I'm not sure if this is the right site as this question sits under both software engineering and security domains.


Assume you have a financial web application that receives sensitive requests from its users (e.g. money transfers) and you want your application to be able to process sensitive operations only if they were originated by the client. Your application also has a "back-office" interface, which allows specific employees to perform bulk operations such as a promotional giveaway.

Your architecture is based on micro-services with loosely coupled design principles in mind, hosted on a public cloud (e.g. AWS, GCP, Azure). Some of the services are frontends, some are backends. The communication method is varied, some utilize REST, some utilize message queues.

You decide you want to embrace the defense-in-depth approach by applying multiple trust boundaries instead of a single perimeter to avoid a security single point of failure (having one of the services breached to bypass all security boundaries inside the network). With that approach, each service authenticates its consumers, checks their authorization scope, validates their supplied input, and so forth.

The actual question:

How can a complete backend service be sure that a request, along with its data was initiated by a client, while not having an increased coupling/being as agnostic as possible between the service and the client?

Alternatively, how trust can be achieved between the service and its consumer?

Things I have considered so far:

  1. Client-side Digital Signature: the client digitally signs the payload, where the private key is only known to the client. The service can verify the integrity of the message before execution (signed message is passed the whole way)
    • Pros:
      • Provides the highest degree of data integrity and non-repudiation
      • Backend service can be designed in a way of message validation, which is relatively not that coupled (request can be either signed by a customer, or by the back-office interface operator)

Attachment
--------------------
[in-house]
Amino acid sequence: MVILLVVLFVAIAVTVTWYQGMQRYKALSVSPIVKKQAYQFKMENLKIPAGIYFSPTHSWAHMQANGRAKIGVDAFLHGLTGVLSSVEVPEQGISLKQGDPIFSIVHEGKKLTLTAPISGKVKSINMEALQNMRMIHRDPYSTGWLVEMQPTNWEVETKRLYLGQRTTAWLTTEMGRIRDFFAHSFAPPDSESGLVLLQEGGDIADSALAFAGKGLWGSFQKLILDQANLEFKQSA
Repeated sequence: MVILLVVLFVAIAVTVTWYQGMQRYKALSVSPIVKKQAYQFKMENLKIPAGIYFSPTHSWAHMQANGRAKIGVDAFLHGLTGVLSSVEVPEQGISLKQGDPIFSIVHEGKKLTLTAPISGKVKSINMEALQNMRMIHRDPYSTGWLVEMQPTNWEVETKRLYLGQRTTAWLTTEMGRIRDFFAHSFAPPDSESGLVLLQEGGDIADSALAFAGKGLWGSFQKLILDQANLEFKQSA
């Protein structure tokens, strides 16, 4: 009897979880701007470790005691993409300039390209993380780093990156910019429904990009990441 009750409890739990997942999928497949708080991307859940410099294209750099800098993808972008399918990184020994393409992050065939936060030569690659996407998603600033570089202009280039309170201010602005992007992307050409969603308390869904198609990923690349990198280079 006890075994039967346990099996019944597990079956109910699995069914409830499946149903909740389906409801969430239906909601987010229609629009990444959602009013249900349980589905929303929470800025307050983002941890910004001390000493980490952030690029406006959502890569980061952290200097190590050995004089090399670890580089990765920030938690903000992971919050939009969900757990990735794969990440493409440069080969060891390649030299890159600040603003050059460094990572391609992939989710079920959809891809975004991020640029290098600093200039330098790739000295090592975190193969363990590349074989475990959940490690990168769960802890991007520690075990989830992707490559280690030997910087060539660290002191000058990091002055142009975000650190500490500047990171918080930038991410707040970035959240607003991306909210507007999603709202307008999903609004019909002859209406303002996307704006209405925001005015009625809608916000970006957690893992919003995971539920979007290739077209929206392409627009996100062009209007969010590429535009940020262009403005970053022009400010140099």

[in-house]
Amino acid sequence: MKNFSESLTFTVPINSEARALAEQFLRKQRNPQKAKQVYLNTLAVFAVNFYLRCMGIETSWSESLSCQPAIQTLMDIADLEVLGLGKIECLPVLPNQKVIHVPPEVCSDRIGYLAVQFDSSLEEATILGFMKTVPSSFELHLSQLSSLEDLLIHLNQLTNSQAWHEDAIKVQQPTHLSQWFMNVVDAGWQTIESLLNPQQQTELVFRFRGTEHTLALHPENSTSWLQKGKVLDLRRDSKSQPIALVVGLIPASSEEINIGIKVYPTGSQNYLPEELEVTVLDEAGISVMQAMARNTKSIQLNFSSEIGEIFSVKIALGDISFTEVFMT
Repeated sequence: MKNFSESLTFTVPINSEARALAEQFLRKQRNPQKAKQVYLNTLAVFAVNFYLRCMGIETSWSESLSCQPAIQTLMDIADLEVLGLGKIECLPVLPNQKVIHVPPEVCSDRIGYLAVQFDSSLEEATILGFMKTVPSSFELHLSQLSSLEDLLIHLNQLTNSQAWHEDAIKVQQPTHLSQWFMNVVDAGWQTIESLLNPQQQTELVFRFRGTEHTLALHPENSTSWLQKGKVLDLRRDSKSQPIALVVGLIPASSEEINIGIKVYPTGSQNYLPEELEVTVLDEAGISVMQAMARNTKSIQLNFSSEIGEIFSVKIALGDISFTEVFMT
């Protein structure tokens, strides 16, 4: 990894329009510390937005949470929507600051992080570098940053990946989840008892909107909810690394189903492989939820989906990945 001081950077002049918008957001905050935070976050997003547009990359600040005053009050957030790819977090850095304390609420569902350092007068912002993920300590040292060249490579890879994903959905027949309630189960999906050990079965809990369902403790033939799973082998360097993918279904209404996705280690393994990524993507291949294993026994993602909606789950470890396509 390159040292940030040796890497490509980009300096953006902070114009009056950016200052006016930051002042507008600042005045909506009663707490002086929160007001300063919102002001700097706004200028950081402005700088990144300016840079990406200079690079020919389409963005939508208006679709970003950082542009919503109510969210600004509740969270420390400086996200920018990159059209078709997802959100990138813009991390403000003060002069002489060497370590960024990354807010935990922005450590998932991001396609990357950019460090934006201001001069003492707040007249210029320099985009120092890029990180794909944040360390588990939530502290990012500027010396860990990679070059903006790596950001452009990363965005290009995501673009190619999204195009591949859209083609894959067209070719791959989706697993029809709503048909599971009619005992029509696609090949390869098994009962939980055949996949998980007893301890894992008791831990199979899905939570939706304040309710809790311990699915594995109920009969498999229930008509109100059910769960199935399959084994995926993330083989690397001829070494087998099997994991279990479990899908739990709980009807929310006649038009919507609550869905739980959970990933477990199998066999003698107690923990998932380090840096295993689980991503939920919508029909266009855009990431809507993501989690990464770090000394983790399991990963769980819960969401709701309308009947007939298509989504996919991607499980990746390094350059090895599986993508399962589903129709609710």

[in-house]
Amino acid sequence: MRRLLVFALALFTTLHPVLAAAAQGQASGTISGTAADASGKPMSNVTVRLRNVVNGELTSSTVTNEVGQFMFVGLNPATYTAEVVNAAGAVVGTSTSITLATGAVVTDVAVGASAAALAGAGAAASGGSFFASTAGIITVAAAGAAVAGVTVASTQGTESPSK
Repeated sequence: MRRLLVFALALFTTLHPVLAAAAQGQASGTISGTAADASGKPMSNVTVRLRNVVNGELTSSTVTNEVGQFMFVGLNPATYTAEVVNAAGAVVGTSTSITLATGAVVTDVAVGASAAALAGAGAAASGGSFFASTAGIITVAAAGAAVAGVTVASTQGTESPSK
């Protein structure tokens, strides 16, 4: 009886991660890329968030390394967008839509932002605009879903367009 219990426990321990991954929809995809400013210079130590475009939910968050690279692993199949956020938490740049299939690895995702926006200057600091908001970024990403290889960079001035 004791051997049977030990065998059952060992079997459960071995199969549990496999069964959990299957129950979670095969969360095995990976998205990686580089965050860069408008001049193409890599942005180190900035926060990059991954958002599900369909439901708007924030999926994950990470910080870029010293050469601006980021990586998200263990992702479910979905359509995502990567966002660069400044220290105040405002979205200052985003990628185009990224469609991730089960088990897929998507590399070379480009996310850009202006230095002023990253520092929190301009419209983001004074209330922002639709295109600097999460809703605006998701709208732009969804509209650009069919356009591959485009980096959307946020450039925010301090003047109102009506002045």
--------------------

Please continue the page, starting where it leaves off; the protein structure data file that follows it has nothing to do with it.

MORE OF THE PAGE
• Cons:
      • Key management on the client-side has many problems
      • The backend service would still need to map the verification key to the request initiator
      • Cannot support bulk operations unless requests are stacked along with their signatures (increases used storage)
  2. Side-channel Verification: before final execution, a separated channel reaches to the client to confirm the details of the transaction
    • Pros:
      • Adds a service that handles just that without a significant modification of code on the rest of the services
      • Avoids having key materials stored on the client-side
    • Cons:
      • Requires an additional "moving part" that might break the system if malfunctioned
      • Does not provide non-repudiation
      • Friction with the client as she needs to be available to confirm the operation twice
      • If the client is not available it would not be possible to process the request
  • Congratulations - you've realised there's a trade-off between security and usability. We can't really tell you where to draw that line though, that's a question only you (and your regulatory department) can answer, and that answer may well be different for "payment of £5 to well known safe account" and "payment of £10,000 to unverified foreign account". – Philip Kendall Nov 7 '20 at 18:32
  • @PhilipKendall thanks for your comment. I will appreciate hearing viable options or "lines", that I can consider. To address the regulation aspect, in most cases regulation doesn't tell you how to implement security, but provides general guidelines to follow. The question revolves around security enhancements that provide a higher degree of security than the requested. – user161736 Nov 7 '20 at 18:46
  • @user161736 I'm not sure I understand the "cons" with using signatures or other forms of crypto. Sure, you would have to adjust your workflows a bit to consider security implications and to work with the necessary crypto. But I do not understand why that is a "con". Could you elaborate on what exact problems you see there? You are worried about "additional storage"? Are 32 bytes or so a deal-breaker? Or having and id for mapping? – Robert Bräutigam Nov 7 '20 at 19:45

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